Earlier, in life, I had the idea that prayer was meant to change God. Not that it was explained to me that way, but because I could tell by the many prayers that I heard. I discovered from Scripture that God is GOD and, of course, needs no advice from any of His own creatures. What do we imagine ourselves to be! He, after all, knows better than anyone else, what we need and what is best for us.
Also, I discovered that prayer does not change God, but the one who prays. By entrusting all into God’s hands, I receive a peace and joy that surpasses all understanding (Phil.4:6.7). This peace, of course, can only be my part, when I actually realize that God’s way is always the best and that He never makes a mistake. The idea that we must bring God to other thoughts is, actually, the greatest obstacle to true prayer.
But these days, something else became clear to me. Of the usefulness of personal prayer and thanksgiving, I was well aware, but of the benefits of intercession, i.e., prayer for others, that, frankly speaking, had eluded me. If prayer changes the one who prays, what then would be the effect of praying for others? Yet, it is obvious that a man like Paul did not only pray for others, but also, expressly, calls others to make intercession for him. Evidently, he was convinced of the effect of intercessory prayer.
30 Now I am entreating you, brethren, through our Lord Jesus Christ, and through the love of the spirit, to struggle together with me in prayers to God for me, 31 that I should be rescued from the stubborn in Judea, and my dispensation for Jerusalem may be becoming well received by the saints …
“Struggling in prayers” is not fighting with God, but “through the love of the spirit” is sharing in the struggles of others! By praying for another, I become, “in spirit”, united with him or her. This not only affects me, but also the other person. My intercession supports him or her, regardless of whether the other person has been informed or is even aware of it. It is a spiritual connection, which in one way or another, has an effect. Through prayer, I share in the lot of the other and I offer my support. Only this explains the call for intercessory prayer, but also the many examples of this, as given in Scripture. Below, a few examples from Paul’s letters:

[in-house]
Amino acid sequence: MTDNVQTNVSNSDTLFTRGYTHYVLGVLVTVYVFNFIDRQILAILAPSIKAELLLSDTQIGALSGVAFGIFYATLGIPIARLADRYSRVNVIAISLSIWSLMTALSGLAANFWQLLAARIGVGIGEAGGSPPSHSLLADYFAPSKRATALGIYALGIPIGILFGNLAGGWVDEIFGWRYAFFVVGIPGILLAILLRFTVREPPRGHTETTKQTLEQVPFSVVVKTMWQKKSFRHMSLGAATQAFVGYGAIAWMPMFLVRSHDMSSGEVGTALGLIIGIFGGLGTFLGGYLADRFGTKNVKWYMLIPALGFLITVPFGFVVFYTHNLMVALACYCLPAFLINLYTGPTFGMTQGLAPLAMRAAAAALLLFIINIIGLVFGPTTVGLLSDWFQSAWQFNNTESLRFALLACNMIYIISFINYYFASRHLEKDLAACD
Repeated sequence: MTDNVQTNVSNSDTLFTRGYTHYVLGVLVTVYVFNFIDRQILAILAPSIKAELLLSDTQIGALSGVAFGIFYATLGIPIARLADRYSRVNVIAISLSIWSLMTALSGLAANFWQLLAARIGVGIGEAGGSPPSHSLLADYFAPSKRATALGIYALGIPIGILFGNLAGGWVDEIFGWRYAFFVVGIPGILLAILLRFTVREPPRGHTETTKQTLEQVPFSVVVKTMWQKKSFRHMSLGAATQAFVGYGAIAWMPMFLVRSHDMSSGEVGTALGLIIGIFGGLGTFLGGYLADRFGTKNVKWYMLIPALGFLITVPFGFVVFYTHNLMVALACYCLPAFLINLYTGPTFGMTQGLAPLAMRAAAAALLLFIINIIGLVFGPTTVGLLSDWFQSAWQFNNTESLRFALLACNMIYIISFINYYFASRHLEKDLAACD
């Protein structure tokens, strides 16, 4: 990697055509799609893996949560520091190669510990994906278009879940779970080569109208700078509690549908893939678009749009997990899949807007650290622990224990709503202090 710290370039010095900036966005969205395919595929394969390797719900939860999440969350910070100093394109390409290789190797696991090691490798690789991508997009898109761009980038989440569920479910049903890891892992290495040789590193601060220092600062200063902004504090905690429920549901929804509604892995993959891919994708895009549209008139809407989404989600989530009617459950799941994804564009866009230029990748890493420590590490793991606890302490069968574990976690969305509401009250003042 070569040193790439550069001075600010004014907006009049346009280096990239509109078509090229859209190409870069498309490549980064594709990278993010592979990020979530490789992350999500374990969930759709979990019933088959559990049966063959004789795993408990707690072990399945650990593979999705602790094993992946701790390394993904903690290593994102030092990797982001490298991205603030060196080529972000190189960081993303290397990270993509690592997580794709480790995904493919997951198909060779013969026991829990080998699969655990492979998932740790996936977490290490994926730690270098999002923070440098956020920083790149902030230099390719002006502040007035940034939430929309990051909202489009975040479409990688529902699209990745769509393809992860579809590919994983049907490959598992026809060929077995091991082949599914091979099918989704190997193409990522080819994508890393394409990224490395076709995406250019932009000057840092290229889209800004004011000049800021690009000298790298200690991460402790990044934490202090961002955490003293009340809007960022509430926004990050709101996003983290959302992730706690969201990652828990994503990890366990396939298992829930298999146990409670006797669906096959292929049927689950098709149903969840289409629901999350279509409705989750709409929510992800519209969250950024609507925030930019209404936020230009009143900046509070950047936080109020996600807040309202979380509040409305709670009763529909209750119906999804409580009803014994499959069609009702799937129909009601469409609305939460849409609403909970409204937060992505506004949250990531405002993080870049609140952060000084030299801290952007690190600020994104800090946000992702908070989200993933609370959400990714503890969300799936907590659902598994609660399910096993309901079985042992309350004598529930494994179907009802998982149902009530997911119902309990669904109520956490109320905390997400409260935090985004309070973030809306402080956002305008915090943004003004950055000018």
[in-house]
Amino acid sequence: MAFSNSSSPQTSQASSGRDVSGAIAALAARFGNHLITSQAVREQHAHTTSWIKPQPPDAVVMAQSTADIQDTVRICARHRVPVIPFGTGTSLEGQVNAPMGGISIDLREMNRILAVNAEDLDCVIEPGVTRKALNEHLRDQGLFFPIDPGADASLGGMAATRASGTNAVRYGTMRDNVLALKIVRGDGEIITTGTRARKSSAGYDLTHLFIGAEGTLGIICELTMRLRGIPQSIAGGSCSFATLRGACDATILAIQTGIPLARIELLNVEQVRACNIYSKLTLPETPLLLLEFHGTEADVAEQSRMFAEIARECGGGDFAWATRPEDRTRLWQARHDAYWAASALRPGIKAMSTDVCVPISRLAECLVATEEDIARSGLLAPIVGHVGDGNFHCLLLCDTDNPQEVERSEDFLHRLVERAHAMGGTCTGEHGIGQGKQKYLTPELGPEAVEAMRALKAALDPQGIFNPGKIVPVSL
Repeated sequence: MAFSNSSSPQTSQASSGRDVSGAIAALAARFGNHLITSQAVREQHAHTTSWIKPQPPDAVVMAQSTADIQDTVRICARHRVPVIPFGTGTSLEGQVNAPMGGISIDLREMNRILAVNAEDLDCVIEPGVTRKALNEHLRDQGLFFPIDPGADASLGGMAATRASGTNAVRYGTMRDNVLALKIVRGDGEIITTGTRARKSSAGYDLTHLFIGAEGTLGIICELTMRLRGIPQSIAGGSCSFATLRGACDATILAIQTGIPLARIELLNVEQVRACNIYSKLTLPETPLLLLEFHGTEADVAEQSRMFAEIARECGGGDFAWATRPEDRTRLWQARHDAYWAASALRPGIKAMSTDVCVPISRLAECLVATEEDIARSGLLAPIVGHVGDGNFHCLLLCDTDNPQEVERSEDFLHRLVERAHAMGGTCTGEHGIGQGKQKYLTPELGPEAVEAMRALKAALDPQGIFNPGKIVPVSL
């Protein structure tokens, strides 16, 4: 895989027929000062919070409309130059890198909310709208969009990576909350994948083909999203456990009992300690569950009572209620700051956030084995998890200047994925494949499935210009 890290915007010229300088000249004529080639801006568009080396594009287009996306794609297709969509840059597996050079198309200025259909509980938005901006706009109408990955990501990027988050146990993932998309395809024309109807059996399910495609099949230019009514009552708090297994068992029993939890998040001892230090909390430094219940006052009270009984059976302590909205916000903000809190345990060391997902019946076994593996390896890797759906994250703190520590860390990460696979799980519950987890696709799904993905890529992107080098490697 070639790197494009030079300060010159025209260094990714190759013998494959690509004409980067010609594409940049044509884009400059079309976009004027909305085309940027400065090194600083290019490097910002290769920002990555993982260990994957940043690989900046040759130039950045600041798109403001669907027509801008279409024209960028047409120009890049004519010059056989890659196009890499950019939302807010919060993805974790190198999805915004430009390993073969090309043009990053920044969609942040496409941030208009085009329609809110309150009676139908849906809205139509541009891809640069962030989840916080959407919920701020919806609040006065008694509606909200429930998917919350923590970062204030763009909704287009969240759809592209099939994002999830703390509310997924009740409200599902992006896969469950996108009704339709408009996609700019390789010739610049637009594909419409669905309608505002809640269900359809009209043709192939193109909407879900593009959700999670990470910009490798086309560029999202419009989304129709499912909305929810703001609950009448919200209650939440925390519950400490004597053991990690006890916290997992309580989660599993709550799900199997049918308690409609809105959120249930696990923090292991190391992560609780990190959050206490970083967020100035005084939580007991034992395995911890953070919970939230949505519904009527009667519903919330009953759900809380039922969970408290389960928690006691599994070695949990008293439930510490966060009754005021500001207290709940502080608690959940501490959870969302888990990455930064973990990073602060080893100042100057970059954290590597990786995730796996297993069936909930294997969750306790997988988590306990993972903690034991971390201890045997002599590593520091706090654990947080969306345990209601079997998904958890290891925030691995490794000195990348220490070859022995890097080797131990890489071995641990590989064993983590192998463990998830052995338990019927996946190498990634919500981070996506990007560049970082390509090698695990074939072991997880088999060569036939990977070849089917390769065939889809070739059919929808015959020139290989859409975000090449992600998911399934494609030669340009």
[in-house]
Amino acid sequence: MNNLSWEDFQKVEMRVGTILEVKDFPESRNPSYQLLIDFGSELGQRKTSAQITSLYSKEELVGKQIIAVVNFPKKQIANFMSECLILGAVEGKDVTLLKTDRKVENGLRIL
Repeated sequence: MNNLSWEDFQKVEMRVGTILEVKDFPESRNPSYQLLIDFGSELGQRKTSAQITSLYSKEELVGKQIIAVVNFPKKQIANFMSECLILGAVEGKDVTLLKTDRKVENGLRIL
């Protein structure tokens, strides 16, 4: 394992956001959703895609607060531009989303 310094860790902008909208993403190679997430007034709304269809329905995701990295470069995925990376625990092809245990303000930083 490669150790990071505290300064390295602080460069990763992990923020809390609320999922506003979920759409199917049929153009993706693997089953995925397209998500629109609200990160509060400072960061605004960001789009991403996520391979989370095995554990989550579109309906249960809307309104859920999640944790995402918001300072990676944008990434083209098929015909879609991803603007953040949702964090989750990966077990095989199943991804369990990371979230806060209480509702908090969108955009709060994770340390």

22 Now, at the same time, make ready also a lodging for me, for I am expecting that, through your prayers, I shall be graciously granted to you.
12 Greeting you is Epaphras, who is one of you, a slave of Christ Jesus, always struggling for you in prayers, that you may stand mature and fully assured in all the will of God.
18 During every prayer and petition be praying on every occasion (in spirit being vigilant also for it with all perseverance and petition concerning all the saints, 19 and for me), that to me expression may be granted, in the opening of my mouth with boldness, to make known the secret of the evangel…
The contents of the various prayers in the above verses is not now the subject. What I do want to make clear is that intercession has an effect and makes a difference. Prayer not only serves as a connection between the one who prays and God, but also makes connection between the intercessor and those for whom he or she prays. Through prayer we experience “communion of spirit” (Phil.2:1).